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Nat Commun. 2014 Apr 1;5:3576. doi: 10.1038/ncomms4576.

Microlens arrays in the complex visual system of Cretaceous echinoderms.

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Department of Biogeology, Institute of Paleobiology, Polish Academy of Sciences, Twarda Street 51/55, 00-818 Warsaw, Poland.
Department of Palaeontology and Biostratigraphy, Faculty of Earth Sciences, University of Silesia, Będzińska Street 60, 41-200 Sosnowiec, Poland.
Faculty of Geology, University of Warsaw, Żwirki i Wigury 93, 02-089 Warsaw, Poland.
Dame du Lac 213, 3 rue Henri Barbusse, F-76300 Sotteville-lès-Rouen, France.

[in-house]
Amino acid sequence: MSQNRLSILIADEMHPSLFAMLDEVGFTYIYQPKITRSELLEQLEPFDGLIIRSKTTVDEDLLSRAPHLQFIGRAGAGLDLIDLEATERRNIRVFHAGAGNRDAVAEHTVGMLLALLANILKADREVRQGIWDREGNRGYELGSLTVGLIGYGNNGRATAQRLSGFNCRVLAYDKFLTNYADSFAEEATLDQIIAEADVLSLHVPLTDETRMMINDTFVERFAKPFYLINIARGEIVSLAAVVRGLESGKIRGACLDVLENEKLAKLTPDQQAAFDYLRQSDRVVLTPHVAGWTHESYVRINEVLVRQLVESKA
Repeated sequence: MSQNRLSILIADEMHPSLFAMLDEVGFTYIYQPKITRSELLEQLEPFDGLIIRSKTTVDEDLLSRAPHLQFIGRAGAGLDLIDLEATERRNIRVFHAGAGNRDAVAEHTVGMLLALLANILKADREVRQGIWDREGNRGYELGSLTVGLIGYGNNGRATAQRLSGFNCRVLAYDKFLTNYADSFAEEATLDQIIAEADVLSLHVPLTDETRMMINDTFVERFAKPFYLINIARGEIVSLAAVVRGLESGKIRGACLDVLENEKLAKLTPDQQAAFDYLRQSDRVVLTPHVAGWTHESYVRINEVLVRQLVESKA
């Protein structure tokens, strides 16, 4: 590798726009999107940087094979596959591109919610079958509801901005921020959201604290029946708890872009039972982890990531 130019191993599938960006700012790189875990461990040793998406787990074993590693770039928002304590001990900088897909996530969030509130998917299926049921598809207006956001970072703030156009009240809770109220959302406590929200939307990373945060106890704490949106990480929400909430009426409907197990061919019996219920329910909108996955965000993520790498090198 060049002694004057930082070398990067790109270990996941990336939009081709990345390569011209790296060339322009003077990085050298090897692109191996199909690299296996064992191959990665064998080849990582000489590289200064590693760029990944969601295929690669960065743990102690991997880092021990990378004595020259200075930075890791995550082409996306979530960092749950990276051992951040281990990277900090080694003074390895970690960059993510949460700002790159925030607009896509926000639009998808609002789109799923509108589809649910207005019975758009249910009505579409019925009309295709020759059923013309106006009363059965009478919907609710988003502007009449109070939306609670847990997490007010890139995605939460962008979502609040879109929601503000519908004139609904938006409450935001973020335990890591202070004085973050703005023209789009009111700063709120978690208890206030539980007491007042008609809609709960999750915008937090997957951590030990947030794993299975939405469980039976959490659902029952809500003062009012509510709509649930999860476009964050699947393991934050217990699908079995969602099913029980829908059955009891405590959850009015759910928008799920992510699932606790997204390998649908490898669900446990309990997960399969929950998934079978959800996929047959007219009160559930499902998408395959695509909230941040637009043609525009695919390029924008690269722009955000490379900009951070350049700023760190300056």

It has long been assumed that photosensitivity in echinoderms is mainly related to diffuse photoreception mediated by photosensitive regions embedded within the dermis. Recent studies, however, have shown that some extant echinoderms may also display modified ossicles with microlenses acting as sophisticated photosensory organs. Thanks to their remarkable properties, these calcitic microlenses serve as an inspiration for scientists across various disciplines among which bio-inspired engineering. However, the evolutionary origins of these microlenses remain obscure. Here we provide microstructural evidence showing that analogous spherical calcitic lenses had been acquired in some brittle stars and starfish of Poland by the Late Cretaceous (Campanian, ~79 Ma). Specimens from Poland described here had a highly developed visual system similar to that of modern forms. We suggest that such an optimization of echinoderm skeletons for both mechanical and optical purposes reflects escalation-related adaptation to increased predation pressure during the so-called Mesozoic Marine Revolution.

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